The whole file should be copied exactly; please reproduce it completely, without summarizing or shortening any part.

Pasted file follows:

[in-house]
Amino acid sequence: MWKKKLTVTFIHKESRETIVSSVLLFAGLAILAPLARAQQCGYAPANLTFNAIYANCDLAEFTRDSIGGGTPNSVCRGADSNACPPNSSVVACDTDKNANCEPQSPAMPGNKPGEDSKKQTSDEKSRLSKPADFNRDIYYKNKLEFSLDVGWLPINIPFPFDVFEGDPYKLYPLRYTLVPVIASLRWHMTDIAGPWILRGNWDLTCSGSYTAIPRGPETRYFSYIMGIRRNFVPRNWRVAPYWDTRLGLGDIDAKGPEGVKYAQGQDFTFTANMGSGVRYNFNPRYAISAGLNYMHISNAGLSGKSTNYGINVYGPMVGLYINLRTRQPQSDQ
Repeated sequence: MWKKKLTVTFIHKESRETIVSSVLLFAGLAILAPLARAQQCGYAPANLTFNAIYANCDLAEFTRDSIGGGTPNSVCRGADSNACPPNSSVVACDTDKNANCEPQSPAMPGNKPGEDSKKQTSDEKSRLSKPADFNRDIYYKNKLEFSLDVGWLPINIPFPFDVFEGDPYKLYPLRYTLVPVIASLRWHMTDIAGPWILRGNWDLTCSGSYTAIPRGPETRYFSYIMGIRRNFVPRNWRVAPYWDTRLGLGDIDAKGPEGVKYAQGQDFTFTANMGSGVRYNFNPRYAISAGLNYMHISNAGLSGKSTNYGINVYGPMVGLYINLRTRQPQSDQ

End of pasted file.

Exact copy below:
[in-house]
Amino acid sequence: MWKKKLTVTFIHKESRETIVSSVLLFAGLAILAPLARAQQCGYAPANLTFNAIYANCDLAEFTRDSIGGGTPNSVCRGADSNACPPNSSVVACDTDKNANCEPQSPAMPGNKPGEDSKKQTSDEKSRLSKPADFNRDIYYKNKLEFSLDVGWLPINIPFPFDVFEGDPYKLYPLRYTLVPVIASLRWHMTDIAGPWILRGNWDLTCSGSYTAIPRGPETRYFSYIMGIRRNFVPRNWRVAPYWDTRLGLGDIDAKGPEGVKYAQGQDFTFTANMGSGVRYNFNPRYAISAGLNYMHISNAGLSGKSTNYGINVYGPMVGLYINLRTRQPQSDQ
Repeated sequence: MWKKKLTVTFIHKESRETIVSSVLLFAGLAILAPLARAQQCGYAPANLTFNAIYANCDLAEFTRDSIGGGTPNSVCRGADSNACPPNSSVVACDTDKNANCEPQSPAMPGNKPGEDSKKQTSDEKSRLSKPADFNRDIYYKNKLEFSLDVGWLPINIPFPFDVFEGDPYKLYPLRYTLVPVIASLRWHMTDIAGPWILRGNWDLTCSGSYTAIPRGPETRYFSYIMGIRRNFVPRNWRVAPYWDTRLGLGDIDAKGPEGVKYAQGQDFTFTANMGSGVRYNFNPRYAISAGLNYMHISNAGLSGKSTNYGINVYGPMVGLYINLRTRQPQSDQ